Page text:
Having spawned ten games and two motion pictures, Tomb Raider is one of the most recognizable and successful video game franchises of all time. Over the course of its seventeen-year existence, Lara Croft has zigzagged across the globe, exploring uncharted territory and finding adventure wherever she travelled. Though the series has aged gracefully, the team at Crystal Dynamics realized that Tomb Raider was in need of a fresh coat of paint and set out to reinvent the franchise from the ground up.
The results could not have been better. When we saw last year’s playable build of the game, we knew that they were onto something special, but the finished product absolutely blew me away in terms of both presentation and gameplay. After a long string of overly-hyped recent releases that completely failed to deliver, the level of polish applied to Tomb Raider is a welcome sight. The development team’s painstaking attention to detail is immediately clear as Lara regains consciousness following an edge-of-your-seat intro, which perfectly sets an ominous tone that doesn’t let up for the game’s duration. And while the graphics don’t necessarily make the game, I honestly can’t think of the last time the visuals in the game really floored me like they do here. If it’s any indication, my wife, who was intermittently watching me play through the game, often mistook the actual gameplay for pre-rendered cutscenes. The lighting effects alone are the best I’ve seen on the current generation consoles. But before I get too far into the technical aspects of the game, let’s touch on the intense experience Crystal Dynamics crafted for the reboot.
Essentially, Tomb Raider tells the story of a young Lara Croft. Set long before all the previous games in the series, this novice explorer is following in the footsteps of her parents and, while still inexperienced, is fiercely determined to prove herself. As she and a large crew sail in search of the lost nation of Yamatai, a devastating storm tears their ship apart. After narrowly escaping the sinking remains of the vessel, Lara finds herself washed up on unfamiliar shores, only to be quickly knocked unconscious by an unknown assailant and strung up to rot in an underground tomb. This is just the first small piece of the nightmare scenario that she pushes herself through in a desperate fight for survival. The trauma she endures throughout the game’s story can be heart-wrenching, thanks in a large part to the tremendous voice-acting, fantastic visuals, and a perfectly paced narrative that really lets you connect with the characters.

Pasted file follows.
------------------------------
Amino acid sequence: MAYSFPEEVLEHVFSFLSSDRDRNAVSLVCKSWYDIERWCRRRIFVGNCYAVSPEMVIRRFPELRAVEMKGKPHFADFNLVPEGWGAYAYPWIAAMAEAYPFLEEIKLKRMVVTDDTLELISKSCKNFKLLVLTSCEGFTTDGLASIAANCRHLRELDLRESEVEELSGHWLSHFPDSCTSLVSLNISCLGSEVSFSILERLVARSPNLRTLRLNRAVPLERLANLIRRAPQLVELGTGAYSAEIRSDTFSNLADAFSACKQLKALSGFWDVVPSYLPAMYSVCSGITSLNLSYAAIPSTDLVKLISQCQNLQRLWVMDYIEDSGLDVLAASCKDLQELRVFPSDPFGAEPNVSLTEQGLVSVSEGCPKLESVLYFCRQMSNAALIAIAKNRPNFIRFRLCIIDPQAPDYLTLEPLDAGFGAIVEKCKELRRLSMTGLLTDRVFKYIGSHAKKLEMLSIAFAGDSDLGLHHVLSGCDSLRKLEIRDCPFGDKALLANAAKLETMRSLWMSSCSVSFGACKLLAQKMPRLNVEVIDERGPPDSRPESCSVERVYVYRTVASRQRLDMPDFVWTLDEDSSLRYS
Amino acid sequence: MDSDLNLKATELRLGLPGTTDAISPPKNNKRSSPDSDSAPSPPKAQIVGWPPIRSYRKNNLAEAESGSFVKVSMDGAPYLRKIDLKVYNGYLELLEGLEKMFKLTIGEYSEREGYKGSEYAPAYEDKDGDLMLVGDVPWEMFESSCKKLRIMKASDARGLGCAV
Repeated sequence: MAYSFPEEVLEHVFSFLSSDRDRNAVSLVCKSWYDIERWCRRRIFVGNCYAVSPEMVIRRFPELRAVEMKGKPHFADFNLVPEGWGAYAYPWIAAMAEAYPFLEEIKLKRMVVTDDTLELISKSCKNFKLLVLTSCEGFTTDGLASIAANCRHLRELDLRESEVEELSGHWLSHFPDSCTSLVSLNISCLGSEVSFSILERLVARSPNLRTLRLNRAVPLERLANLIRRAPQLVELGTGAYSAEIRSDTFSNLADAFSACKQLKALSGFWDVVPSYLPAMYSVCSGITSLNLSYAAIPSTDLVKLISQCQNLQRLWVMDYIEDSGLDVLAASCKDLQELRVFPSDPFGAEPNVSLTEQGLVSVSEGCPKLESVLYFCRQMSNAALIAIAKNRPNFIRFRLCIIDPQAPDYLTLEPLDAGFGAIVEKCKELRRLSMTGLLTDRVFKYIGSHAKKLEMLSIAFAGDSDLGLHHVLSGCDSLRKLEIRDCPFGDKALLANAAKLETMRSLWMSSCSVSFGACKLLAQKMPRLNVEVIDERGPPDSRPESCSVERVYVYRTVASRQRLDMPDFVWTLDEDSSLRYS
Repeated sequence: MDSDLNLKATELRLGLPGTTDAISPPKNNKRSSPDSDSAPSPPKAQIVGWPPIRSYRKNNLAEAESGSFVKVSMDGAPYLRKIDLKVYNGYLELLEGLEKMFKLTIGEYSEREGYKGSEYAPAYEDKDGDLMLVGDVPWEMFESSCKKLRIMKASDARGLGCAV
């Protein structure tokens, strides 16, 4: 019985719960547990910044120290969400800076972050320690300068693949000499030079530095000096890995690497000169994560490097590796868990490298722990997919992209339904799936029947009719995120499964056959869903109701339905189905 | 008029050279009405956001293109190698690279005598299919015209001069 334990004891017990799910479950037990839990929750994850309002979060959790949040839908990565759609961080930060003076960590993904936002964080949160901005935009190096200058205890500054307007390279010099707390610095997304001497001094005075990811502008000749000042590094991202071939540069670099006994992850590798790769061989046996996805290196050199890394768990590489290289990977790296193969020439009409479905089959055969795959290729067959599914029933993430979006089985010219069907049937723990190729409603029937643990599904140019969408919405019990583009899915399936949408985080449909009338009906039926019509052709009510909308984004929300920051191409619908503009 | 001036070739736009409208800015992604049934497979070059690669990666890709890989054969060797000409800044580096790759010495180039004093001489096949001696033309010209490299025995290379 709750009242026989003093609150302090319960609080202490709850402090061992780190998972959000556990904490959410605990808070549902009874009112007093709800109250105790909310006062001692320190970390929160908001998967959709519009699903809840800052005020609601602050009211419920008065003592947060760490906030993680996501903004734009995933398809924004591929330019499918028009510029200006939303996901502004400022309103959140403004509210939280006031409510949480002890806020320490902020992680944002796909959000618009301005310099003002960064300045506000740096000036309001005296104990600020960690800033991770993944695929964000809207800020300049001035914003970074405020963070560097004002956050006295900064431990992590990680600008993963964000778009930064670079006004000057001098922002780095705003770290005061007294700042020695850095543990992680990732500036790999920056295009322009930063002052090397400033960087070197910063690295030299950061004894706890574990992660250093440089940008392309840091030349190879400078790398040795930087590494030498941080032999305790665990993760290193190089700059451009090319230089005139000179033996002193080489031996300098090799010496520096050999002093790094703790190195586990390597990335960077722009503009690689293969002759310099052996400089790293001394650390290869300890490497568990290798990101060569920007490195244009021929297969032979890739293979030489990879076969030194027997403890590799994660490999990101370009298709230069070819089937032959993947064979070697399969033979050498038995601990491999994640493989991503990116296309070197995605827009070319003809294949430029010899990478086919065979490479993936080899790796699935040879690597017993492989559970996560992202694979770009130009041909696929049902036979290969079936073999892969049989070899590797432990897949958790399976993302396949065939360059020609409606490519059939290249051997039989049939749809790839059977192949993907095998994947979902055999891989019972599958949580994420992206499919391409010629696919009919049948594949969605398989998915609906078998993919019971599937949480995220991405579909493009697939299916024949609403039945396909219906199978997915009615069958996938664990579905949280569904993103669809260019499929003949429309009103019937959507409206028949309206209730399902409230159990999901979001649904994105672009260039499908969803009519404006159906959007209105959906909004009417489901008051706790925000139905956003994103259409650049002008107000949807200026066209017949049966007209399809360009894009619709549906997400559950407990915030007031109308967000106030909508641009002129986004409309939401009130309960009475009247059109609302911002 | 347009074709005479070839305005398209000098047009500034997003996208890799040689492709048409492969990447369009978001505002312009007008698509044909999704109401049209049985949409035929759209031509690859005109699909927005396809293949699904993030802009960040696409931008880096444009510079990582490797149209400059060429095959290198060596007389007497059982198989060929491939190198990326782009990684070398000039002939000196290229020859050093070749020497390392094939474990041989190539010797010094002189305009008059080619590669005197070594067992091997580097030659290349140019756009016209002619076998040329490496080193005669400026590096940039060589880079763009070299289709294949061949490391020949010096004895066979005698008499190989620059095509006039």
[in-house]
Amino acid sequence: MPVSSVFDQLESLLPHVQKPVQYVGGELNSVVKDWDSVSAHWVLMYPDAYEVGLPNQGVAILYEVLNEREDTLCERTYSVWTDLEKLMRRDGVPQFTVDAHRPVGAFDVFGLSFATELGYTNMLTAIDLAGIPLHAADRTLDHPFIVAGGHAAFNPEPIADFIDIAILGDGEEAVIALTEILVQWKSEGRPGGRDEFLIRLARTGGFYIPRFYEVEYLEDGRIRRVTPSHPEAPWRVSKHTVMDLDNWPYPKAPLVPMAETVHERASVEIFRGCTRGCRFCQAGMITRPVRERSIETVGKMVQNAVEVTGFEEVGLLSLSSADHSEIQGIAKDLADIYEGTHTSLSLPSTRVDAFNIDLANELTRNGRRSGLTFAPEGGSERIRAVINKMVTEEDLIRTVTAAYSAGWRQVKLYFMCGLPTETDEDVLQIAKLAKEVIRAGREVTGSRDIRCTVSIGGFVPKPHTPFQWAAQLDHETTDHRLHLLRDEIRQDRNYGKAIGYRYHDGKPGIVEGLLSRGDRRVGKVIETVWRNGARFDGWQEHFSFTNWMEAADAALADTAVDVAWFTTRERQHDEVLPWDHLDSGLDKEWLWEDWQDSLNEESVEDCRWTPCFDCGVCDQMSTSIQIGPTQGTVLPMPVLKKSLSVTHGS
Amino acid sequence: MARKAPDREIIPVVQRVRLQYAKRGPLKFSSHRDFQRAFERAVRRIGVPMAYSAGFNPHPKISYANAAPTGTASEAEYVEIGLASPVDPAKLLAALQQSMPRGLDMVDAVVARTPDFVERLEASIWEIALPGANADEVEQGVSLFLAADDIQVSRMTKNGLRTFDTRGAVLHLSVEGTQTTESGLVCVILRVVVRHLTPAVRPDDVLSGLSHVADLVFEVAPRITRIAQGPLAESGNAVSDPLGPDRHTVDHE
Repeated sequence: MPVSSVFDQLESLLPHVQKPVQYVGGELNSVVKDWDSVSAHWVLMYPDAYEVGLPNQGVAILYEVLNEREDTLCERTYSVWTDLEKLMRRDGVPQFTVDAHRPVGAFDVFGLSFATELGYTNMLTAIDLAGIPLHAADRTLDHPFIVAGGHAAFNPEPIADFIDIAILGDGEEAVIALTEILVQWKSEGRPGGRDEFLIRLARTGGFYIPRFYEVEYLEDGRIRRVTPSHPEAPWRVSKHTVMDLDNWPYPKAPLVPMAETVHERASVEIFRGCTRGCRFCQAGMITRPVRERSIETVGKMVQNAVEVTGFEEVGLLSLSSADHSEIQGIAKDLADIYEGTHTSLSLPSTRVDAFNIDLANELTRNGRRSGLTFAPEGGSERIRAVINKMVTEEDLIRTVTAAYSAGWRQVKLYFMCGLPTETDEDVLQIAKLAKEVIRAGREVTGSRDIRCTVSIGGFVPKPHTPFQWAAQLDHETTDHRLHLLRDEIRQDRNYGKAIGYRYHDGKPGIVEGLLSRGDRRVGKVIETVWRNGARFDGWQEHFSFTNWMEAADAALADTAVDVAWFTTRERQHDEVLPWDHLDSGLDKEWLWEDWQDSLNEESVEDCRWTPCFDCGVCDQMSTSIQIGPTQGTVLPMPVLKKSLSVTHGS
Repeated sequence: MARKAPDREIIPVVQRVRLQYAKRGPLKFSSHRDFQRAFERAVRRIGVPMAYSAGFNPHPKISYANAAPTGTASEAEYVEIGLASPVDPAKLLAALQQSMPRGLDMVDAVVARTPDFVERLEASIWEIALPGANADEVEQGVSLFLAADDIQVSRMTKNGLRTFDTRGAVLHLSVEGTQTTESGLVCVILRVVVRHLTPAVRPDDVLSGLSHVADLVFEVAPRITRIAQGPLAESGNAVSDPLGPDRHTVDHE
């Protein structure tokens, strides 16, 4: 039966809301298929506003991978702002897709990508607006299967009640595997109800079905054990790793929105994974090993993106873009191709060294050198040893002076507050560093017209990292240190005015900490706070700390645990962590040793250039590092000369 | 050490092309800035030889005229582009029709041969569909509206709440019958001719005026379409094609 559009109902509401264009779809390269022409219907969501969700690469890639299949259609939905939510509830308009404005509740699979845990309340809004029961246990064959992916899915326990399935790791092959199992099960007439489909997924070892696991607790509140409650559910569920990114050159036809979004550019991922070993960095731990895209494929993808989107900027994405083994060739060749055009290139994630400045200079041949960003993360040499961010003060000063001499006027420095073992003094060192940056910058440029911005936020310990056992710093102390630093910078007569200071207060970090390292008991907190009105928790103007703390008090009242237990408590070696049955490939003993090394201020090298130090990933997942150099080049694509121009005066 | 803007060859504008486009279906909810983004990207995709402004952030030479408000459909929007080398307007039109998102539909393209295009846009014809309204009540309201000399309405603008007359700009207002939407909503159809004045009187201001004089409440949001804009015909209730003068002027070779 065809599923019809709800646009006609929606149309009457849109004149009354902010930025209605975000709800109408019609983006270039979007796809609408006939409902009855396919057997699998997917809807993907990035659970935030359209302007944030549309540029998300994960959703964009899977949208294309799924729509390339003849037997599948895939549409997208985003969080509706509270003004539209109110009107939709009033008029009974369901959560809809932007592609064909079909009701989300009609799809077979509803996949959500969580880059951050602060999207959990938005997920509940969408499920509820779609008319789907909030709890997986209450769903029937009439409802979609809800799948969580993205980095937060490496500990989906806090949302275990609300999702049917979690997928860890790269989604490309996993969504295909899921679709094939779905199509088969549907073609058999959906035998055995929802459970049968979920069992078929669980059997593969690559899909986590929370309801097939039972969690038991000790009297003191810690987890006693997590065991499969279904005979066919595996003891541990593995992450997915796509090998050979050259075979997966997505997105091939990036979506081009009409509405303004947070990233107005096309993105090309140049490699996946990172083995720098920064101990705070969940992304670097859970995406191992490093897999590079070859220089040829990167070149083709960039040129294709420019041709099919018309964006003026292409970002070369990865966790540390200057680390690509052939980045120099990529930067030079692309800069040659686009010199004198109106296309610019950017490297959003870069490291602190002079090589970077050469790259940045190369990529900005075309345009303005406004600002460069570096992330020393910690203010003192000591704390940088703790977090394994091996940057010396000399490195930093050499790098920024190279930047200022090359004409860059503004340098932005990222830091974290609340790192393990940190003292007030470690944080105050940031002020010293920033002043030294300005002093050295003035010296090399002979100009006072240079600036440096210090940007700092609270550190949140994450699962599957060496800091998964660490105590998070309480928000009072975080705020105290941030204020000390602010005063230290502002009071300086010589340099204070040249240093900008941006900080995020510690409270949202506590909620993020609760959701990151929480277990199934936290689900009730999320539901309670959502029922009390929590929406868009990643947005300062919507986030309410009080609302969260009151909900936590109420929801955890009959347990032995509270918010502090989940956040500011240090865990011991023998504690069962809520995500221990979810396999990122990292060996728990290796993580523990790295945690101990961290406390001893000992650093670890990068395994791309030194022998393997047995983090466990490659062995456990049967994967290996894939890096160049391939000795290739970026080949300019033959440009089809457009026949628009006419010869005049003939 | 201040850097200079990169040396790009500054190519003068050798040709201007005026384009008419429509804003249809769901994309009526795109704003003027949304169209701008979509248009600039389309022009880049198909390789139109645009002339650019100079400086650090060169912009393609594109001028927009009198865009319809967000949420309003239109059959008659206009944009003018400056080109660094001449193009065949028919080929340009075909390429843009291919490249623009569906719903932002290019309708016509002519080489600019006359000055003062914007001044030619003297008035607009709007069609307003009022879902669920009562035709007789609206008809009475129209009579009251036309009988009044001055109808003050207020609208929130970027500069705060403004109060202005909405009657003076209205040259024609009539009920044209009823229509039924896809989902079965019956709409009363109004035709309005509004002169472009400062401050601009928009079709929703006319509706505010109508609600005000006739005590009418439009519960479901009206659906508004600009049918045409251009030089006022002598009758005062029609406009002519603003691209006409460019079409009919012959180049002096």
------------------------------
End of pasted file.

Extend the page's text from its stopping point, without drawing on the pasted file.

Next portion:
Upon making a daring escape from the aforementioned cave you find yourself in, Lara’s first act is to start a fire to ward off the cold and search for food. After finding a makeshift bow, you are able to first use it to hunt animals in order to bring some meat back to your camp site. Each time you set up camp in the game, you are presented with options to build new weapons out of discovered parts or upgrading existing tools using salvage you’ve found. The system is intuitive and works extremely well, giving players an added incentive to explore their surroundings thoroughly in search of collectibles.
Although visibly shaken, she begins to get her bearings and venture off in search of any surviving crew members. Whether navigating across the crumbling, decades-old wreckage of airplanes, descending into the depths of the earth, or scaling 300 ft high radio towers, the game constantly keeps the pressure on. The narrative cleverly baits you with tasks that actually make sense to your continued survival and escape from the island but, once you’ve accomplished them, they dangle the carrot a little further from reach. Something is always happening to keep you motivated and to prevent you from feeling at ease wityh your situation. I remember last year, earlier in the game’s development, some